Tiny house territory

by Jessie O’Brien

Some people have enough space in their living rooms for a circa-1992 Dominique Dawes to perform a floor routine, with cartwheels, spins, and triple backflips from corner to corner. On the other hand, Greg Parham, tiny house builder and owner of his own 16-by-7.5 foot wooden palace, has to use his foam roller at a friend’s place. The man’s muscles are in constant need of a massage. He, along with many others who have jumped on the tiny house bandwagon, have opted to sacrifice space for more time and financial stability. This shift in priorities, and the tiny house momentum at large, hints at larger social issues.

Parham is the owner of Rocky Mountain Tiny Houses, a company that designs and builds little custom homes for normal-sized people. Parham moved to Durango about six years ago after being laid off from an architecture job. He had the idea to buy a plot of land and build a small cabin, but after learning about tiny homes from a friend, Parham decided to build one for himself instead.


“It was an affordable housing thing,” Parham said. “(I was) just trying to find something that I could live in here (in Colorado), because everyone loves Durango and the outdoor life.”

Katie West was seeking the outdoors when she moved to Durango, but purchasing a tiny home was three-fold. West was living in Washington, D.C., and working as a data analyst for the Federal Government.

“In D.C., it’s very career focused, very cutthroat,” she said. “It’s a wonderful city, but it has a certain pressure.”

West had also gone through a divorce, and was wanting a new scene away from the memories of her marriage. She was able to keep her job and work remotely, so with her new nomadic freedom, West headed West. She said she wanted to do something crazy. Initially, that meant taking care of goats in a California hippie commune. But after her cloven-hoofed dreams were crushed, West sought out Parham to build her tiny home. She landed in Durango simply because she found a place to park it, on Island Cove Mobile Home Park, off Florida Road.

“I called Greg in a panic. It is hard to find places to legally park them,” West said.


Parking has become a central issue for tiny home owners. As more people settle for less living space, parking spots become more scarce. This is due to building and zoning codes, which require a minimum square footage for new homes.

Parham said there is still a huge gray area when it comes to building tiny homes. Most jurisdictions follow old codes that require a 600-square-foot minimum, he said. An official tiny house standard (Appendix Q) was incorperated into the 2018 International Residential Code. In the past, a lack of recognition of tiny houses in the IRC was a major roadblock to building legal tiny homes. The new code hasn’t been adopted by La Plata County just yet.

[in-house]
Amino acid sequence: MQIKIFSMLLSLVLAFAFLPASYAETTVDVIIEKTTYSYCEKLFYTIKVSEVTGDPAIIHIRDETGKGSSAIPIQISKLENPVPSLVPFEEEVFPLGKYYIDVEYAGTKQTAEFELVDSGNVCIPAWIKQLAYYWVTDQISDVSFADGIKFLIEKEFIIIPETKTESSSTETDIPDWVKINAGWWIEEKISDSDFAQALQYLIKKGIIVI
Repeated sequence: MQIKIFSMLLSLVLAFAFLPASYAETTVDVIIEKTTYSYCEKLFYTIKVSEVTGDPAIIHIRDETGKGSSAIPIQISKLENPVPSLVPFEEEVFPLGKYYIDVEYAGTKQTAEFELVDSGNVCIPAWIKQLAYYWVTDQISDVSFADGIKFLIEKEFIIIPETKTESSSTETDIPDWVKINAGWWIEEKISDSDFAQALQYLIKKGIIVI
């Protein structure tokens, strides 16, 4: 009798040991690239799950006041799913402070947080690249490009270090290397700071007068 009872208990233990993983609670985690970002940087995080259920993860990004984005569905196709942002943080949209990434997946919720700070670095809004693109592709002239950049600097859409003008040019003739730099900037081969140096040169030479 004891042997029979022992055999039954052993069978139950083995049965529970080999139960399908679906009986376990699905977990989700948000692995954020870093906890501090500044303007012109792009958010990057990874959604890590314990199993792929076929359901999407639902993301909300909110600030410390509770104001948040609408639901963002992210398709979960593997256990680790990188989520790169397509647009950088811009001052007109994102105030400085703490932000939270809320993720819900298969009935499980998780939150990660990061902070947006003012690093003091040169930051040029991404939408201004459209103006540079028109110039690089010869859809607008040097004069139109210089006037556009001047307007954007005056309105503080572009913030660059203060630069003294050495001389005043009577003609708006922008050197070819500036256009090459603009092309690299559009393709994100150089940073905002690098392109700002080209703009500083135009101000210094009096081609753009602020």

Jon Phipard, a tiny home owner in Grand Junction, believes the laws haven’t caught up to modern day mini-living because of greed. You can make more money renting a high-rise condo than a 250-square-foot tiny home, he said.

“We don’t use as many utilities, and we don’t pay huge taxes like you would on McMansions,” Phipard said.

Phipard paid $14 for his electric bill in April of 2018. The highest he’s ever paid was $34. His natural gas bill is about $17 to $21 every five to six weeks.

Space comes at an obvious trade-off, though. West loves to cook extravagant meals, but no longer does so. Phipard also loves to cook, so he sacrificed some bathroom space in order to have a larger kitchen, complete with large appliances (although he recently had to swap out his Crock-pot for a new Insta-pot).


Parham said there have been moments where he’s felt cramped in his 16-footer. He cited a “Portlandia” episode where Fred Armisen’s character is using the toilet as a chair in his “home office.” Parham said if he gets out of the shower while his wife is cooking, he has to dodge knives, hot skillets, and cheese graters. It’s not easy to maneuver. He’s building a larger home – one that is 8.5-by-26 feet – to avoid these dangerous situations.

“Those are the times I’m like, ‘God, I can’t wait to get into this new house,’” Parham said.

Phipard, who is a U.S. Department of Veterans Affairs nurse, said one doctor always tells him, “I don’t know how you can do it.” But a common thread most tiny home owners share is that owning less has allowed for more freedom in many ways.

“For me, it is mentally freeing to not have so much stuff. I can look around and see everything I own, plus my car, in one glance,” West said. “If I need to clean my house or take care of the gutter, it’s so small it’s really fast. If I have to clean my whole four bedroom house, it’s stressful.”